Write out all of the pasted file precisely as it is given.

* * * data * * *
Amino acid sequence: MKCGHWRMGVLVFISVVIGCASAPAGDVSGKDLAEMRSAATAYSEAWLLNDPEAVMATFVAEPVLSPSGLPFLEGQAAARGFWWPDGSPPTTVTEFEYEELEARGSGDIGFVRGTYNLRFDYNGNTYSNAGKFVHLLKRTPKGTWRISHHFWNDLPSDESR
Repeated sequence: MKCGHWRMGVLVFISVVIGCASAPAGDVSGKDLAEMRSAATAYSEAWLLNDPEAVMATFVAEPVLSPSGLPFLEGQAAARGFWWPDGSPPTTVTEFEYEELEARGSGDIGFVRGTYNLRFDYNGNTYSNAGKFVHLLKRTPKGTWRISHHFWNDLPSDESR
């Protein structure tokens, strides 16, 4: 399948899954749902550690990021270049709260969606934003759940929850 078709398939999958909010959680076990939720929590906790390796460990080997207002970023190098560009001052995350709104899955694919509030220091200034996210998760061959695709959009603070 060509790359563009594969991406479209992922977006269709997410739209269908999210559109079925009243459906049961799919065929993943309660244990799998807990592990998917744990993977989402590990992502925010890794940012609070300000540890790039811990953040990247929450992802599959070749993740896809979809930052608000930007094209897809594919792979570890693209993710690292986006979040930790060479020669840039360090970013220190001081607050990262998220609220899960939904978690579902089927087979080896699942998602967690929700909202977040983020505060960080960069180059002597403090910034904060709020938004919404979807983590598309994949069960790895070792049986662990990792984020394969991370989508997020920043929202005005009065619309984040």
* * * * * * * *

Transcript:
Amino acid sequence: MKCGHWRMGVLVFISVVIGCASAPAGDVSGKDLAEMRSAATAYSEAWLLNDPEAVMATFVAEPVLSPSGLPFLEGQAAARGFWWPDGSPPTTVTEFEYEELEARGSGDIGFVRGTYNLRFDYNGNTYSNAGKFVHLLKRTPKGTWRISHHFWNDLPSDESR
Repeated sequence: MKCGHWRMGVLVFISVVIGCASAPAGDVSGKDLAEMRSAATAYSEAWLLNDPEAVMATFVAEPVLSPSGLPFLEGQAAARGFWWPDGSPPTTVTEFEYEELEARGSGDIGFVRGTYNLRFDYNGNTYSNAGKFVHLLKRTPKGTWRISHHFWNDLPSDESR
């Protein structure tokens, strides 16, 4: 399948899954749902550690990021270049709260969606934003759940929850 078709398939999958909010959680076990939720929590906790390796460990080997207002970023190098560009001052995350709104899955694919509030220091200034996210998760061959695709959009603070 060509790359563009594969991406479209992922977006269709997410739209269908999210559109079925009243459906049961799919065929993943309660244990799998807990592990998917744990993977989402590990992502925010890794940012609070300000540890790039811990953040990247929450992802599959070749993740896809979809930052608000930007094209897809594919792979570890693209993710690292986006979040930790060479020669840039360090970013220190001081607050990262998220609220899960939904978690579902089927087979080896699942998602967690929700909202977040983020505060960080960069180059002597403090910034904060709020938004919404979807983590598309994949069960790895070792049986662990990792984020394969991370989508997020920043929202005005009065619309984040």